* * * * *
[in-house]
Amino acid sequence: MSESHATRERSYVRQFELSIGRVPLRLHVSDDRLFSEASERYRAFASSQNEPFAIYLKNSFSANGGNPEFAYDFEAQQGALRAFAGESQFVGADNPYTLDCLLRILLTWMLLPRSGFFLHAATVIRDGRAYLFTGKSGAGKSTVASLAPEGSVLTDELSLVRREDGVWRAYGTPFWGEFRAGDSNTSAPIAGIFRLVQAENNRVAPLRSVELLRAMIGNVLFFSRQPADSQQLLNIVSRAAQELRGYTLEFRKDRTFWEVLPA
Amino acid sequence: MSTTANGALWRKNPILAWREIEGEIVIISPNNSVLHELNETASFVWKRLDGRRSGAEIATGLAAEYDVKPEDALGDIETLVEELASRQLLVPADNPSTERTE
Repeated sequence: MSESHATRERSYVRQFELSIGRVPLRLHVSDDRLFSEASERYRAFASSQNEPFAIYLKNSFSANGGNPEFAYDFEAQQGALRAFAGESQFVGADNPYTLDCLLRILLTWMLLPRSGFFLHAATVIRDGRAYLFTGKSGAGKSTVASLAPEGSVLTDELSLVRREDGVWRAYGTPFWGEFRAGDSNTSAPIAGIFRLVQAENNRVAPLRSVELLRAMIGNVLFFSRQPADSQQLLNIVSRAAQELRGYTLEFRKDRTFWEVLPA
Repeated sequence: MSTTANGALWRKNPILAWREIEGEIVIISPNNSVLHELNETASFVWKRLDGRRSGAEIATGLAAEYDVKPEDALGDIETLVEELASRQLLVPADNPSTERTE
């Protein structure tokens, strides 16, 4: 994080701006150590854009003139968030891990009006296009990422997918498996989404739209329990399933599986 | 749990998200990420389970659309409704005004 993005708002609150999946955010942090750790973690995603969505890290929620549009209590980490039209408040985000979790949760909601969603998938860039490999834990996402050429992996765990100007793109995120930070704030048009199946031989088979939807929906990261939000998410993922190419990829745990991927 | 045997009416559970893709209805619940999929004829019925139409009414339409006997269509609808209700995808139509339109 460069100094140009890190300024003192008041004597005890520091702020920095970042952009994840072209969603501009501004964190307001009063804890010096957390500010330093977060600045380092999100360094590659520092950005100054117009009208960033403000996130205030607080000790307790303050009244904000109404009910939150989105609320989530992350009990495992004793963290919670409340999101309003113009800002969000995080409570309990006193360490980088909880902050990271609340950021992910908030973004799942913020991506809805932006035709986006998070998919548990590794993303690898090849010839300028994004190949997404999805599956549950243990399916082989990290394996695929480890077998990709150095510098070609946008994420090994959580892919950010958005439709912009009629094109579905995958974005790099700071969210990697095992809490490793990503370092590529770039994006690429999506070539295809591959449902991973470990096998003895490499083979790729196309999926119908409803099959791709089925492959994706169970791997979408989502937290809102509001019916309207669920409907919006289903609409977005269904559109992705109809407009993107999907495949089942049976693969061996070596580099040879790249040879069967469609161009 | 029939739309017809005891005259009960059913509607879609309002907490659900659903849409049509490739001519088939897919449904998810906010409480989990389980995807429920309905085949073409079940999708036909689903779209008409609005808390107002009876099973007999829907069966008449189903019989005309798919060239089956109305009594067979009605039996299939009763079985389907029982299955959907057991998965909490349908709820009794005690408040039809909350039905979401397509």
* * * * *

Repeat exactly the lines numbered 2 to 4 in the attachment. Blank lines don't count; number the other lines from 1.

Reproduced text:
Amino acid sequence: MSESHATRERSYVRQFELSIGRVPLRLHVSDDRLFSEASERYRAFASSQNEPFAIYLKNSFSANGGNPEFAYDFEAQQGALRAFAGESQFVGADNPYTLDCLLRILLTWMLLPRSGFFLHAATVIRDGRAYLFTGKSGAGKSTVASLAPEGSVLTDELSLVRREDGVWRAYGTPFWGEFRAGDSNTSAPIAGIFRLVQAENNRVAPLRSVELLRAMIGNVLFFSRQPADSQQLLNIVSRAAQELRGYTLEFRKDRTFWEVLPA
Amino acid sequence: MSTTANGALWRKNPILAWREIEGEIVIISPNNSVLHELNETASFVWKRLDGRRSGAEIATGLAAEYDVKPEDALGDIETLVEELASRQLLVPADNPSTERTE
Repeated sequence: MSESHATRERSYVRQFELSIGRVPLRLHVSDDRLFSEASERYRAFASSQNEPFAIYLKNSFSANGGNPEFAYDFEAQQGALRAFAGESQFVGADNPYTLDCLLRILLTWMLLPRSGFFLHAATVIRDGRAYLFTGKSGAGKSTVASLAPEGSVLTDELSLVRREDGVWRAYGTPFWGEFRAGDSNTSAPIAGIFRLVQAENNRVAPLRSVELLRAMIGNVLFFSRQPADSQQLLNIVSRAAQELRGYTLEFRKDRTFWEVLPA